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  • Composed by Michael Giacchino
  • Walt Disney Records / 2016 / 63m

A rabbit police officer and a fox con artist are the focus of Disney’s Zootopia, the studio’s latest animated feature which has opened internationally to very strong reviews and box office performance.  The film is the first full-length animation scored by Michael Giacchino which isn’t from Pixar.  The prolific composer’s typically packed year in 2015 included Inside Out, for which he wrote a delightful score; Zootopia is an entirely different kettle of fish, a much more typical score for a modern animation, mixing orchestral mickey-mousing with light-hearted jazz and lovely, tender emotional moments.  The first of those three features is by far the dominant one but the other two are much more impressive – the delightful caper-style “Ticket to Write” and “Walk and Stalk” are early highlights, “Not a Real Cop” a genuinely lovely little piece.

The orchestral hijinks which dominate are slick and professional but in truth not particularly memorable.  When the emphasis is on rambunctious comedy, it all gets a bit too much for me, seeming to lack character in a way that few Giacchino scores do; and most of the action tracks fail to leave an impression.  An exception is “Case of the Manchas” in the middle of the score, which has a lot more oomph.  The occasional trips around the musical world, with influences from Indian to Italian, do give a slight colour to an otherwise fairly bland experience, but that’s about all they do.  It has some excellent cues but without any strong themes and with a style that tends to flit about from this to that leading to a real lack of cohesion, Zootopia is an unusually unsatisfying listening experience by this excellent composer’s standards and is one of the dullest albums I can remember hearing from him, a far cry from the menagerie of thrills I was hoping for.  The seven-minute suite that closes the album is I suspect all I’ll ever return to.

Rating: ** | |

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  1. J.B. (Reply) on Saturday 27 February, 2016 at 22:34

    Yeah, that about sums it up. A big disappointment from Giacchino since his animation scores are usually pretty consistent.

  2. OPMac (Reply) on Sunday 28 February, 2016 at 03:29

    That’s a shame. I guess after writing so many good scores last year Giacchino may have been on autopilot for this one, although that is curious, given that I think he had a lot of time for this score. Let’s hope he returns to form for Star Trek Beyond!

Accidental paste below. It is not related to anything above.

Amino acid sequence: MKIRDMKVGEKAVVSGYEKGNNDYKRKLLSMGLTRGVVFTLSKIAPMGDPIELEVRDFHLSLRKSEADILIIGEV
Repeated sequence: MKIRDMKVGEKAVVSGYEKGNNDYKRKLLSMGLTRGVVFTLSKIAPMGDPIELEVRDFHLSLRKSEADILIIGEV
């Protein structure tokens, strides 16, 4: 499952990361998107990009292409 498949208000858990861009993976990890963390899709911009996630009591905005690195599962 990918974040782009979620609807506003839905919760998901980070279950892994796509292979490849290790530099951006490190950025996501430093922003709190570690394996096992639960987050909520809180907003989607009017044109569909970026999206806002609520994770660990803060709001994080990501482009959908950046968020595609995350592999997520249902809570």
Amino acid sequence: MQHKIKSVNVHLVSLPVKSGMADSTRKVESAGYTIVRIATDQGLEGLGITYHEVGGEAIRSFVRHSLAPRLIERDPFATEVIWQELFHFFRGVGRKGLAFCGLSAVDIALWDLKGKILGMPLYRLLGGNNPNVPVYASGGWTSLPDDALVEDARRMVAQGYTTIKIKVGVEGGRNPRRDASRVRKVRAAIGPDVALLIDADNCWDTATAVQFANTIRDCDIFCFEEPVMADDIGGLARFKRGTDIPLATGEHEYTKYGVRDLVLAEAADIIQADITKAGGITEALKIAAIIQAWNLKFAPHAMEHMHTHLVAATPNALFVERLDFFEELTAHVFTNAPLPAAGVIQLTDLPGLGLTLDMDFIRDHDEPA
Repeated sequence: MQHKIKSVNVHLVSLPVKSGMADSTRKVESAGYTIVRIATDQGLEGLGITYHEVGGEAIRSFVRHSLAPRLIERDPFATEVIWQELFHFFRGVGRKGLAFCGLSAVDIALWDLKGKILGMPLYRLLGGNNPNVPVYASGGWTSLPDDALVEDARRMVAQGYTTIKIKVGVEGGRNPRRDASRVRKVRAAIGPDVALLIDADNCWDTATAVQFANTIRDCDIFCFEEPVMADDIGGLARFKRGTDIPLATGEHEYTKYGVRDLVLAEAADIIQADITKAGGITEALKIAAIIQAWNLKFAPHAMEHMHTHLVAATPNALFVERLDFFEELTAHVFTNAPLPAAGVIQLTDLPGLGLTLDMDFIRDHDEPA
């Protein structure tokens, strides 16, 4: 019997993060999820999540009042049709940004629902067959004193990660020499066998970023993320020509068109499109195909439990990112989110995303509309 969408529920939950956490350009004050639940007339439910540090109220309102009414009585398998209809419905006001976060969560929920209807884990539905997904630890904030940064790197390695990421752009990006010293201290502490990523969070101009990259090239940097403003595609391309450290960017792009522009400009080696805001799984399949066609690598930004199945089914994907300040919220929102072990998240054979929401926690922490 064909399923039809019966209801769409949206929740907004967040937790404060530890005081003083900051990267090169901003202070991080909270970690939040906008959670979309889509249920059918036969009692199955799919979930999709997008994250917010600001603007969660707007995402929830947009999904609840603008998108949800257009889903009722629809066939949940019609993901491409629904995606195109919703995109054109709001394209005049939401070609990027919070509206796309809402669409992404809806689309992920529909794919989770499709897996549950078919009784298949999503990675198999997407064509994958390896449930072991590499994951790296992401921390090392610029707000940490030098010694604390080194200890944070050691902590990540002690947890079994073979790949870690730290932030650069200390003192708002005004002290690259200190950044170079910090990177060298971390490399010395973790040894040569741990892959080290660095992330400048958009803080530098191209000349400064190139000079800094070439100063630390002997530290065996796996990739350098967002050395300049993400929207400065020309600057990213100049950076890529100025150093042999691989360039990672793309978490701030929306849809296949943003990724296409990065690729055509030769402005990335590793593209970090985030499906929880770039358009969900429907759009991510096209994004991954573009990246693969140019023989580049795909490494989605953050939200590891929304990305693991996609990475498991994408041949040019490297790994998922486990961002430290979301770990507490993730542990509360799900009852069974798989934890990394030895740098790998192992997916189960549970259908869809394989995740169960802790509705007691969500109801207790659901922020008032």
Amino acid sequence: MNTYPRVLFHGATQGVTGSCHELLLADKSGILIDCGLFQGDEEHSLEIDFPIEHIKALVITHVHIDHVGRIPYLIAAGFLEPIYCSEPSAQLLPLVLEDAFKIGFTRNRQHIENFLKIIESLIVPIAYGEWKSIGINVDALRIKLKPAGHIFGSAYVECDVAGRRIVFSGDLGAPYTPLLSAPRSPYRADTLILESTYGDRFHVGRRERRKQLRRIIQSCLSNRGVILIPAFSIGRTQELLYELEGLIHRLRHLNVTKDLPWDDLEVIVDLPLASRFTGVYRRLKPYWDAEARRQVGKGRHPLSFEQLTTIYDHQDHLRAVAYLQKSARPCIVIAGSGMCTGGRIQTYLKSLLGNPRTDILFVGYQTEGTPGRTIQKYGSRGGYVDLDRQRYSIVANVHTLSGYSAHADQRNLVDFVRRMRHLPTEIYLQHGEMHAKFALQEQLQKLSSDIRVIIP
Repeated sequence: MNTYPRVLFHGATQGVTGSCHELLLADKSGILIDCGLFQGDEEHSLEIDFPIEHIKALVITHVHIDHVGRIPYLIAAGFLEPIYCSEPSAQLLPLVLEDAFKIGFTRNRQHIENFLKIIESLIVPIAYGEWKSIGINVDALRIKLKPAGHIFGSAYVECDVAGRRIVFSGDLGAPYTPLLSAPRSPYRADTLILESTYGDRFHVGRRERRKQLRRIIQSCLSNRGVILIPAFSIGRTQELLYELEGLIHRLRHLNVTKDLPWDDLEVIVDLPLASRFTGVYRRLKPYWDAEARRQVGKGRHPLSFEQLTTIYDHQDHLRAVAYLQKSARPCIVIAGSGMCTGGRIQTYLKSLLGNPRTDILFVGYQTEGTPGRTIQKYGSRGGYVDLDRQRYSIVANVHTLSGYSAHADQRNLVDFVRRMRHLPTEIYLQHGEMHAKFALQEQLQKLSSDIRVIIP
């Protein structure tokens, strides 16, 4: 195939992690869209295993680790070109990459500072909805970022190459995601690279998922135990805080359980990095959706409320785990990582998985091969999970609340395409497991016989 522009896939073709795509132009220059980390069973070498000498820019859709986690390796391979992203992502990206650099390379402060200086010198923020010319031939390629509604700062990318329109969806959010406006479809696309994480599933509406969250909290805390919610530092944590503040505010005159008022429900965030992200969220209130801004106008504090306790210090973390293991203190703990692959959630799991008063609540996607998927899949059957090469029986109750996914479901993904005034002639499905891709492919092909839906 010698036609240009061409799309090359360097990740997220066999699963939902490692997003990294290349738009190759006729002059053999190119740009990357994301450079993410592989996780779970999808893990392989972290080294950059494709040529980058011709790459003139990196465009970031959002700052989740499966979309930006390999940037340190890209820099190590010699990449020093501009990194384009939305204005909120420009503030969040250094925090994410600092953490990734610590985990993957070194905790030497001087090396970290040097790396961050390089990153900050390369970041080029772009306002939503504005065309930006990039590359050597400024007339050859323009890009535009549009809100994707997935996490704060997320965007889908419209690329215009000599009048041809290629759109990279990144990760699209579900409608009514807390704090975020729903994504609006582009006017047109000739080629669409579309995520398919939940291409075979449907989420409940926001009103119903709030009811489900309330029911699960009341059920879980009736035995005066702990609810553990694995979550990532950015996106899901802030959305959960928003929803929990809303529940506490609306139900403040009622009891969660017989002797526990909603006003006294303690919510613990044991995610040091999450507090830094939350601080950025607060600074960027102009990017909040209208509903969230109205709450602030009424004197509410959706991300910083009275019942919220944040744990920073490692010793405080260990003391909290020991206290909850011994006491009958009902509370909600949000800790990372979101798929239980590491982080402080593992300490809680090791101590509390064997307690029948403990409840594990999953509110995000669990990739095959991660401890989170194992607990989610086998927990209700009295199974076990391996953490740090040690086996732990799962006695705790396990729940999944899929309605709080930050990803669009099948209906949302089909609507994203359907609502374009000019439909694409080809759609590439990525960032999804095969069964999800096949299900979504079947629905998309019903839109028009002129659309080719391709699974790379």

3. Edmund Meinerts (Reply) on Monday 29 February, 2016 at 11:34

    How often is it that the first two reviews on the front page of the website both start with “Zoo…”? Not that often, lemme tellya!

  4. OPMac (Reply) on Monday 29 February, 2016 at 21:15

    ^This man knows the priorities.

  5. James Southall (Reply) on Monday 29 February, 2016 at 21:16

    Filmtracks may have a hundred times more readers, but I don’t believe it has EVER reviewed two consecutive scores beginning with “Zoo”.

  6. OPMac (Reply) on Monday 29 February, 2016 at 21:45

    ^Prepare for Clemmensen. You have stepped into dangerous territory, James!

  7. Juan Bauti (Reply) on Friday 4 March, 2016 at 18:42

    Totally agree, most disappointing score from Giacchino to date. I know he comes to a very busy previous year 2015 (Jurassic World, Inside Up, Jupiter Ascending, Tomorrowland…excellent all of them), but that isn’t excuse enough.

  8. Roman (Reply) on Friday 18 March, 2016 at 05:56

    Caught the film over the weekend and really enjoyed it. But yeah Giacchino’s score was functional and that was about it. Some entertaining moments, but really it seemed to melt into the background. That seems a bit odd considering how much energy he usually gives his animation projects.

    i did notice something during the end credits, there was a credit for temp track editors. Now I wonder how closely Giacchino was held to a temp track. That might explain the lack of his usual energy and enthusiasm in this score.

    We end up with a minor work for a great movie. Usually it is the other way around. 🙂